This world of poetry is rife and riven with competition and perceived heirarchal pressures. We need more individuals and organizations, or more individuals and organizations visible, getting behind the poetry rock, pushing it up the mountain to where it belongs, where society wants it, and where people outside the poetry community know it ought to be, for the good health of all society.
Poetry is often put down, through competitive impulse, sense of shame, or fear–whether these impeti are rooted in the perceived only or in reality. It is time to be free, to be freed by ourselves first. It is time to place the current unhealthy psychosocial positions of the community of Western poets, into the unreal where they belong.
Worst case scenarios for poets occur where, over the world, poets are being arrested and killed for writing poetry. But so-called “free” societies work subtly and powerfully upon human natures, poets being both human and natural.
As a child, often when my younger sisters would sing, I would tell them to be quiet, that I did not want to hear it. Now, I want everyone singing, in the sense of allowing poetry to flow from our cultures. Some say we have too many writers, and not enough readers. Let us worry less about audience, and more about community. For this is where our strength comes from, and this is where our most powerful messages, our most playful word crafting, most beautiful songs, and greatest shamanistic utterings, go forth from.
This past century, a shame came to poetry. The willy-nilly idea that great musings would lead to great society, destined the moderns into taking blame for the holocaust and other atrocities, in the most atrocious century ever. Poetry, especially from the West, seemed to have been leading culture nowhere special indeed, but making matters horrifically worse. Western culture, and therefore Western poetry, was called to judgment. And it has been quite a trial.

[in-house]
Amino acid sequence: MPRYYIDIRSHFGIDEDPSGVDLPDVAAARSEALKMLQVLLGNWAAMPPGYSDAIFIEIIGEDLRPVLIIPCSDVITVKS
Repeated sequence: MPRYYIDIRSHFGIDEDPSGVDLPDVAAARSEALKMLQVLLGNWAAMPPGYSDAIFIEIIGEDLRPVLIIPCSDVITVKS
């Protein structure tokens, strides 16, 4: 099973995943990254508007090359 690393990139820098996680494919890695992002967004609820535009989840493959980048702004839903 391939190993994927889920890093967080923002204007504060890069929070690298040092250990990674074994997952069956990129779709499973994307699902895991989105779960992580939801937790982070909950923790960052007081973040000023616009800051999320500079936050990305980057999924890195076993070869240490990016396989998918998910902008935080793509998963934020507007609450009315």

We said, don’t sing romantic, don’t sing modern, anymore. Beat counterculture, Eastern maybe, ancients revisited maybe, plus the great postmodern movement came into being. Some great poetry has come from it.
Nowadays we have the Collins/Kooser movement of accessibility, with the idea of inclusion–readability, and audience. More don’ts. “Don’t sing difficult themes” is the song. “We’re doing this, not that, now,” comes the call from up the heirarchy. “Communicate–be sure what you’re saying is clear,” they say. Not Collins and Kooser, if you listen, but those hopping on the bandwagon with the banners of those poets. Again and still, the moderns are to blame. But, according to this movement, the postmoderns are no help at all, impotent, in fact counterproductive–as if we need to produce poetry with an eye toward consumption and demographics.
Let’s instead pick up where we got hurt. Let’s say “Not guilty.” Let’s not shut down roads, because we find murderers use them too. Let’s stop being underground. Let’s be strong in community, savvy now, and visible again.
(Think of this more as a bud, than a bloom)